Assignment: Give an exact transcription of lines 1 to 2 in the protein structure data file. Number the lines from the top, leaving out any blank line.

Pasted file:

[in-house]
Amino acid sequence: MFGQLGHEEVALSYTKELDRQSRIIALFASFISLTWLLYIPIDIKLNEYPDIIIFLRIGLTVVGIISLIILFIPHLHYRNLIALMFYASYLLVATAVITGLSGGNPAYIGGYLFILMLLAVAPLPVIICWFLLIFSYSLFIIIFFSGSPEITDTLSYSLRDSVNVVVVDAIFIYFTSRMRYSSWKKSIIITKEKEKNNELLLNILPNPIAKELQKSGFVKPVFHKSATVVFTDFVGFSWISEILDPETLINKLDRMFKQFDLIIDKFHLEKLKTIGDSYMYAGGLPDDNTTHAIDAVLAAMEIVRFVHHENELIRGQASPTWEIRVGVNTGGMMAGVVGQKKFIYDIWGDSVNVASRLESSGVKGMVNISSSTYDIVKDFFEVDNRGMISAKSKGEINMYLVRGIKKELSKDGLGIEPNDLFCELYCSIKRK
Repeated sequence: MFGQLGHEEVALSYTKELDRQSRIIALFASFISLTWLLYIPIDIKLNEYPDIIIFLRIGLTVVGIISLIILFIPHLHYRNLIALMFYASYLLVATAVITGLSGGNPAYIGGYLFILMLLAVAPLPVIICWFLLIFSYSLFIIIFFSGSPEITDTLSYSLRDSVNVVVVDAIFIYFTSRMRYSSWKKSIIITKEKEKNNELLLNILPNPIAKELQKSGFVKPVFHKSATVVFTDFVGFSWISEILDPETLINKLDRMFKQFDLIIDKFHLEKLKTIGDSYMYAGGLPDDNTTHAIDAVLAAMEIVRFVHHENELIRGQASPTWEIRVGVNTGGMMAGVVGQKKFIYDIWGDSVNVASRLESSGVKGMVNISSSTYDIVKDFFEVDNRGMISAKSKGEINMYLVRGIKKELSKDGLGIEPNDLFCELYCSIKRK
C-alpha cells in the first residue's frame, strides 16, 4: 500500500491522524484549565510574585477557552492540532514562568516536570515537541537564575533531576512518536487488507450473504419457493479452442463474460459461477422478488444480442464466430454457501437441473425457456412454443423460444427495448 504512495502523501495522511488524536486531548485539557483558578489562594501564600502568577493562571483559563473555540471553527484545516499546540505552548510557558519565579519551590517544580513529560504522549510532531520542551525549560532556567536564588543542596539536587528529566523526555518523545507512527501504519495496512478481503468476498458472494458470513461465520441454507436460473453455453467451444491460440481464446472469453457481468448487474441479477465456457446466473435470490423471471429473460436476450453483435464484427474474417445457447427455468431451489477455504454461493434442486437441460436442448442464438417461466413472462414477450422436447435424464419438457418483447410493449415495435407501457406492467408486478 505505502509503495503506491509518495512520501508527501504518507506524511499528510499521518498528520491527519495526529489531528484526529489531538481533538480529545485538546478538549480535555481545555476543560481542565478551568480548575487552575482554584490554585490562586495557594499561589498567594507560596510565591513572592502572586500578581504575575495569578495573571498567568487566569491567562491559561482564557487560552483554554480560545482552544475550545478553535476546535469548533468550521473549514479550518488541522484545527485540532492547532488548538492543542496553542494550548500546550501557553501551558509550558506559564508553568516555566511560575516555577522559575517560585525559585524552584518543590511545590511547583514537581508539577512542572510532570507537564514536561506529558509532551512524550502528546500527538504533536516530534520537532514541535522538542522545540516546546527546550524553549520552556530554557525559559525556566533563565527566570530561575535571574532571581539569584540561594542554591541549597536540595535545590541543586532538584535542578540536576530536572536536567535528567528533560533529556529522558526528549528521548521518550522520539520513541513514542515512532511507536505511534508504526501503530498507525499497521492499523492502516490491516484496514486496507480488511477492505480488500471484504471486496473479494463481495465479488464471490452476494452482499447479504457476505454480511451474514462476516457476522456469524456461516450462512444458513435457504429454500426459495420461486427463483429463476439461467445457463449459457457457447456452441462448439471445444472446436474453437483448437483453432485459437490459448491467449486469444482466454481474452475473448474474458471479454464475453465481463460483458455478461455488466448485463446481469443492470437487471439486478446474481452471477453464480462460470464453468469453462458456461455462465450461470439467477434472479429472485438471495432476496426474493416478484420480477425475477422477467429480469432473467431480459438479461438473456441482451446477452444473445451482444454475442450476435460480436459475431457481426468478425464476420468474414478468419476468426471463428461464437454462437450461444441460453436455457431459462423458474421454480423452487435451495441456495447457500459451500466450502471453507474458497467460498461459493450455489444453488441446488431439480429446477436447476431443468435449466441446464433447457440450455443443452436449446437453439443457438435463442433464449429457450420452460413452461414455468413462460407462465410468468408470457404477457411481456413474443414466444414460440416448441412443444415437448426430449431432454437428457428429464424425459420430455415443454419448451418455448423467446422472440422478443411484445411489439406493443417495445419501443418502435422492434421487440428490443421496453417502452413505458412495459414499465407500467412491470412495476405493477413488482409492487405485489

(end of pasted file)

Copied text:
[in-house]
Amino acid sequence: MFGQLGHEEVALSYTKELDRQSRIIALFASFISLTWLLYIPIDIKLNEYPDIIIFLRIGLTVVGIISLIILFIPHLHYRNLIALMFYASYLLVATAVITGLSGGNPAYIGGYLFILMLLAVAPLPVIICWFLLIFSYSLFIIIFFSGSPEITDTLSYSLRDSVNVVVVDAIFIYFTSRMRYSSWKKSIIITKEKEKNNELLLNILPNPIAKELQKSGFVKPVFHKSATVVFTDFVGFSWISEILDPETLINKLDRMFKQFDLIIDKFHLEKLKTIGDSYMYAGGLPDDNTTHAIDAVLAAMEIVRFVHHENELIRGQASPTWEIRVGVNTGGMMAGVVGQKKFIYDIWGDSVNVASRLESSGVKGMVNISSSTYDIVKDFFEVDNRGMISAKSKGEINMYLVRGIKKELSKDGLGIEPNDLFCELYCSIKRK